Housing plan waits for strategy all-clear
DEVELOPERS will wait for councillors to agree a controversial housing strategy before submitting an application to build 650 homes in Leckhampton.
Cheltenham and Tewkesbury borough councils and Gloucester City Council are to vote on whether to agree to the Joint Core Strategy (JCS), which sets out where 33,449 homes will be built between 2011 and 2031.
If the document is given the all clear, Miller Homes and Bovis Homes will hand over their plans to build houses on land off Kidnappers Lane.
The land in question has been earmarked in the JCS as one of nine new strategic development sites where houses will be built to meet future needs.
It is the only site identified in Cheltenham that is not in the greenbelt.
The developers have said they plan to put in their application “shortly”, which is likely to mean within the next couple of weeks.
The announcement comes after the Leckhampton Forum, a panel of local people which has been involved in the process of drawing up the plans, met to discuss the blueprint on Thursday.
In addition to the houses, the application will also include provision for protected public open space, a new primary school and a GP surgery as well as other community facilities.
The developers believe the proposals will create close to 1,000 jobs for the local economy.
Steve Carey, spokesperson for Miller Homes and Bovis Homes, said: “Miller Homes and Bovis Homes are pleased to be submitting an application which is not in the greenbelt and can help Cheltenham meet its identified housing shortfall in a sustainable, considerate way.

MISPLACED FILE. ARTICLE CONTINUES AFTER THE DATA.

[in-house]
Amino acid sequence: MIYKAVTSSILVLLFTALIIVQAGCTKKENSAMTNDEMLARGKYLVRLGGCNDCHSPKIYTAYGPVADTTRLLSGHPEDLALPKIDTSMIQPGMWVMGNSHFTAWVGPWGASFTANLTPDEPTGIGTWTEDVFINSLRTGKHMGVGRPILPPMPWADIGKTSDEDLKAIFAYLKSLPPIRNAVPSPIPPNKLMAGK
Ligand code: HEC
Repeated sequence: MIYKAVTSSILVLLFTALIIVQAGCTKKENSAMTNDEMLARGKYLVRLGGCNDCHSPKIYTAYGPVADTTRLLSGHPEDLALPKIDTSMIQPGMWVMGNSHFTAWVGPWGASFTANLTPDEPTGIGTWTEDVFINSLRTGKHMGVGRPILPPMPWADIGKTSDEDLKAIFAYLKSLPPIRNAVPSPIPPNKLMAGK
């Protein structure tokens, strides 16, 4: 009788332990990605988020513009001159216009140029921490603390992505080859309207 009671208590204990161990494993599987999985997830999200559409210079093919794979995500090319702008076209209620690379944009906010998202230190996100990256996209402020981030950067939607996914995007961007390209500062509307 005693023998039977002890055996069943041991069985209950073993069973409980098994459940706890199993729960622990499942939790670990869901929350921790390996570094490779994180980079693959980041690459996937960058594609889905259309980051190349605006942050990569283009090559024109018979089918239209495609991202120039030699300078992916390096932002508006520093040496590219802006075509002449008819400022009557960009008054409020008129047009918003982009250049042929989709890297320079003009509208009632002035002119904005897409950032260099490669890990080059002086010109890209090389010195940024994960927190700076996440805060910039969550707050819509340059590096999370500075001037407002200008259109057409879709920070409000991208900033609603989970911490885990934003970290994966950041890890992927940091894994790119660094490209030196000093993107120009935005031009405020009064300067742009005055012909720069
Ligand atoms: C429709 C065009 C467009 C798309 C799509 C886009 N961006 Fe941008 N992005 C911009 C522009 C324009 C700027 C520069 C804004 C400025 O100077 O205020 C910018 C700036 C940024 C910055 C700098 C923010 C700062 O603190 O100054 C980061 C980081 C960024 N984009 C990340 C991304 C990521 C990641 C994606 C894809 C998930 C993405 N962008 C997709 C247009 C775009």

“The application has incorporated some of the key points to come out of the Leckhampton Forum and wider consultation over the past two-and-a-half years, such as the need for a new GP surgery and the potential for a care home and/or a Cottage Hospital.”
The JCS strategy suggests the land at Leckhampton is suitable for 1,075 homes.
The Miller Homes and Bovis Homes development would be built on part of this land, but not all of it.
Councillor Andrew Chard (C, Leckhampton) said he is not overly surprised by the probable timing of the application.
He said: “This is not totally a surprise because they have been saying they would do this for a long, long time so we have been expecting it.
“When something has been promised for as long as this you do expect it.”
When asked if he felt the developers’ timing made it look as if they were “pouncing” on the land at the most opportune time, Mr Chard said: “I think that is a conclusion to which you could come.”